In today's first reading, we hear about Moses erecting the Tabernacle, God's dwelling place on earth. God filled this tent, and later the Temple, with His glorious presence. During the Israelites' time in the desert, this presence was even visible as the Shekinah, the cloud of fire by which God guided His people. When the cloud rose up from the Tabernacle, the Israelites moved forward on their journey. When the cloud settled upon the Tabernacle, the Israelites stayed where they were.
God still dwells among His people, even today. He dwells in every Tabernacle in every Catholic Church throughout the world, for He is really present, Body, Blood, Soul, and Divinity, in the Eucharist. What's more, He dwells without our souls. When we are in a state a grace, God is truly within us. We become His Tabernacle. We carry His presence into every aspect of our lives. We bring Him everywhere we go and to everyone we meet.
God is, of course, present everywhere. He has no limits. But He chooses to live in an intimate relationship with each of us, closer to us than we are to ourselves.
Friday – Stubbornness
Isn't this just Jesus? Isn't He the carpenter's son? Doesn't His mother, Mary, live right up the street? Aren't His close relatives all right here with us? Isn't He the same kid from Nazareth, the one we watched grow up, the little boy who used to play with our children, the young man who was always so friendly and helpful?
So what has happened to Him? Where did He get all these things He's teaching in our synagogue? Who does He think He is, coming here and preaching to us?
Jesus had been expecting this reaction from His neighbors when He returned to His hometown of Nazareth, but their lack of appreciation probably hurt Him all the same. He loved these people, and He wanted them to hear about the Kingdom and witness the power of God coursing through Him. But they're hearts remained closed. They thought they knew Him. They were stuck in their preconceived notions. They weren't ready to change their opinions or embrace anything new.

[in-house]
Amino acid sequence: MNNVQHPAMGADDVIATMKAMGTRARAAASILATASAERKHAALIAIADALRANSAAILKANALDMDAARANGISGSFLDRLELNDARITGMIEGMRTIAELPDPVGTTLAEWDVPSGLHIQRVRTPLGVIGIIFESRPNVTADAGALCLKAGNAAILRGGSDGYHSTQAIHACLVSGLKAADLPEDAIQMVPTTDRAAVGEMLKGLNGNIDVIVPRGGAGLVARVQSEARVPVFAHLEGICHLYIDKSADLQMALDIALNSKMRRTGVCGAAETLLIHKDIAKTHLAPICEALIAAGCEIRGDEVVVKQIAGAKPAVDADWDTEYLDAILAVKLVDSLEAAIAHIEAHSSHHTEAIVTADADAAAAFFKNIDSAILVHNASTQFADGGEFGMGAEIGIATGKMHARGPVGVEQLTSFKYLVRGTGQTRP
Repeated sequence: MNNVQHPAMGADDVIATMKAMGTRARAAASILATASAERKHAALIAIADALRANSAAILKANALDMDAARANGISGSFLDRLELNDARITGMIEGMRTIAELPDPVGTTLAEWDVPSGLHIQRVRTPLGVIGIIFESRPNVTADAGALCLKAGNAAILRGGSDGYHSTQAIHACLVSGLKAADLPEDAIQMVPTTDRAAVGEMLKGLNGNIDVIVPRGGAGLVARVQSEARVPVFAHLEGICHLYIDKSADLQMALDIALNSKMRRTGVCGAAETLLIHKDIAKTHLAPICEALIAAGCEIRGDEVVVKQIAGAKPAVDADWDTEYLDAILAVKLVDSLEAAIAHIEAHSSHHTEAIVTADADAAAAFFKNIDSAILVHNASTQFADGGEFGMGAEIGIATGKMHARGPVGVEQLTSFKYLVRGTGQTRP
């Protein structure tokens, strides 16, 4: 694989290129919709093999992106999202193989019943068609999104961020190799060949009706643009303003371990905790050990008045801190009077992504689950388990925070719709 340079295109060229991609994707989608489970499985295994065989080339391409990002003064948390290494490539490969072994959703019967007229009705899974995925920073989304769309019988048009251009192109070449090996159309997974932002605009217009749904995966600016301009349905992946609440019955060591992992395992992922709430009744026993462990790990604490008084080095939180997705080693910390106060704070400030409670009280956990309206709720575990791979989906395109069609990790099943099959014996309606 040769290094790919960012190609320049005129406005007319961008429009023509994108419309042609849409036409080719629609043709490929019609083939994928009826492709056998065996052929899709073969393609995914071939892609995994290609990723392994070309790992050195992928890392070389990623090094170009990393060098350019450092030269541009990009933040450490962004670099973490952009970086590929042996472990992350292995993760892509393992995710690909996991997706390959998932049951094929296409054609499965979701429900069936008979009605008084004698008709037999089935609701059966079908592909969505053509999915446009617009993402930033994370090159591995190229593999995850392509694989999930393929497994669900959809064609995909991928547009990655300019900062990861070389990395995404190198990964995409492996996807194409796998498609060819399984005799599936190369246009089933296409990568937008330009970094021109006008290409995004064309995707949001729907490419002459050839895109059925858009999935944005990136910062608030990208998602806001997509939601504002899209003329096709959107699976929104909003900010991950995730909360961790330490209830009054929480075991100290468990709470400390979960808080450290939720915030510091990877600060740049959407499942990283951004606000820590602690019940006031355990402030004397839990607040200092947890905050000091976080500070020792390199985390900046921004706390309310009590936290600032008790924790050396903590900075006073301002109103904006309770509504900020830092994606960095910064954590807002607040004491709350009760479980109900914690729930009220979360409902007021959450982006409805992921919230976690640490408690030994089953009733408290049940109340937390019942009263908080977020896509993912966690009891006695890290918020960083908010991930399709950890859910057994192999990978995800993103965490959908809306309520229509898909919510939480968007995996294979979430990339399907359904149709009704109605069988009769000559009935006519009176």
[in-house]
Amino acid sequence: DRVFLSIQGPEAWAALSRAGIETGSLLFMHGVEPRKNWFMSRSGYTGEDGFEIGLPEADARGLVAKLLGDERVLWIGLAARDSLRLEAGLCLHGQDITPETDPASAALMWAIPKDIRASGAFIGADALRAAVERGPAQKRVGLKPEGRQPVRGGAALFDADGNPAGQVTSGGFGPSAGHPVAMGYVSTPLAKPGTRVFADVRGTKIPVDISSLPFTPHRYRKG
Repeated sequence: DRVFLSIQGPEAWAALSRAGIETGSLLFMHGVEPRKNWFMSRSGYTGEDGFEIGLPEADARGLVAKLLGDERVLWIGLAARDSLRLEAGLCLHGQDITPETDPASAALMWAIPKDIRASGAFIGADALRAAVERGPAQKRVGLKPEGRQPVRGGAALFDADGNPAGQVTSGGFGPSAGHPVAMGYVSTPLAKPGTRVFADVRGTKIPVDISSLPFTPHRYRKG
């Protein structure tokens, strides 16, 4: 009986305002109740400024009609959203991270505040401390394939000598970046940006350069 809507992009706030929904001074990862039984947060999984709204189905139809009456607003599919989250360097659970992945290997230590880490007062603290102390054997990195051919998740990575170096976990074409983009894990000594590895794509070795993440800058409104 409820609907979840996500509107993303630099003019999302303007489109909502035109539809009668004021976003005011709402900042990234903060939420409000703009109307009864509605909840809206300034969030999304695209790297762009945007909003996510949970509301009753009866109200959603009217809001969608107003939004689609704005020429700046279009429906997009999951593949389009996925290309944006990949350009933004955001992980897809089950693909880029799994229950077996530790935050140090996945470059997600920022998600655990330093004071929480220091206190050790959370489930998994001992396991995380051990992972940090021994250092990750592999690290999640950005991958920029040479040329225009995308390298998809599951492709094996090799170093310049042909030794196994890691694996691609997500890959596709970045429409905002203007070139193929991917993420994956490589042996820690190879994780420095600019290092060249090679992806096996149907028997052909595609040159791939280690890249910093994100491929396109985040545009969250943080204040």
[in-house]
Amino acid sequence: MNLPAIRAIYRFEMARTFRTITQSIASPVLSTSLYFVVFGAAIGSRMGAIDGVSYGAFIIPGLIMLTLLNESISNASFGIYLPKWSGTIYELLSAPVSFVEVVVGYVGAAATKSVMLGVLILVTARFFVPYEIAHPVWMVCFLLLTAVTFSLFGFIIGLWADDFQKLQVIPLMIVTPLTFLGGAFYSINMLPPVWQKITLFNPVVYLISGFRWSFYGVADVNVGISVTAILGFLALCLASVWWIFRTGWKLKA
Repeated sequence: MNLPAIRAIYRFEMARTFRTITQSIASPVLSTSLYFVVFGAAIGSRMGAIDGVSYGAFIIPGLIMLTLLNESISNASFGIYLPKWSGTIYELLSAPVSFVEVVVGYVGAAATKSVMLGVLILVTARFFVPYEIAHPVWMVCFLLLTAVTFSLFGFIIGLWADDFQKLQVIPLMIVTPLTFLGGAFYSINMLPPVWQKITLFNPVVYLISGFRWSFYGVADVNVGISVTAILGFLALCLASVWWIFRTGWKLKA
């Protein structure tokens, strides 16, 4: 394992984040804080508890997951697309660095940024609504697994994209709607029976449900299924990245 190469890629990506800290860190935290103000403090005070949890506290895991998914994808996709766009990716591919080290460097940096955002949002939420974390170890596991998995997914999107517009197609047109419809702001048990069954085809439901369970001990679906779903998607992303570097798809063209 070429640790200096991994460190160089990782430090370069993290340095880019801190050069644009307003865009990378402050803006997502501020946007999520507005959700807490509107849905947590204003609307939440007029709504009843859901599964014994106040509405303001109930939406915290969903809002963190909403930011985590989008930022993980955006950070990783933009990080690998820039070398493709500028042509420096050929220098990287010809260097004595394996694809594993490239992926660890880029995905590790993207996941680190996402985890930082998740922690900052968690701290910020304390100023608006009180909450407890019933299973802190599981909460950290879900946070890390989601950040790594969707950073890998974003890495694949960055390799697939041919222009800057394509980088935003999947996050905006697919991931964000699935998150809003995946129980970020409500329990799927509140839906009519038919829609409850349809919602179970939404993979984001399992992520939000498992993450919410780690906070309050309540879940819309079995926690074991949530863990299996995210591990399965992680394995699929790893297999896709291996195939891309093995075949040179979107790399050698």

Aren't we all like that sometimes? We get stuck in a rut. We think we know Jesus and His plan for our lives, so we resist when He shows us something new or asks us to go in a different direction. Like the people of Nazareth, we don't like surprises and challenges and risks. We don't want to let go of our opinions.
But look at what we miss in our stubbornness. Jesus didn't work mighty deeds at Nazareth because the people weren't ready to see them. He might just hold off on performing a miracle in our lives, too, if we refuse to be open to His work, His direction, and His love.
Saturday – The Demise of John the Baptist
John the Baptist always spoke the truth, and finally, it cost him his life. Herod Antipas, tetrarch (ruler) of Perea and Galilee, had illegally and immorally married his brother's wife, Herodias. John didn't hesitate to speak up and tell Herod that he was living in sin. He didn't care if Herod was a powerful ruler or not. Right was right, and wrong was wrong, and John was going to call it like it was no matter what the consequences.
Naturally, Herod, and especially Herodias, weren't pleased by John's censure. They had John arrested, bound, and thrown into prison. Herod wanted to kill him, but he was scared of the people's reaction, and besides, something about John kind of appealed to him. Herod liked to listen to John, even if the prophet's words made him squirm.
Herodias had no such hang ups. She just wanted John out of the way, so she devised a plan. On Herod's birthday, Herodias' daughter performed a dance for the tetrarch and his guests. Herod was so pleased that he told the girl she could have whatever she wanted. Herodias knew exactly what to ask for: the head of John the Baptist on a platter. Herod was stuck. He had to grant the request, however reluctantly, and he did.
John the Baptist met his demise because he spoke the truth. His courage never wavered. He had committed his life to God and His law, and he would accept whatever consequences that brought, knowing that, in the end, he would reap greater rewards than he could ever imagine.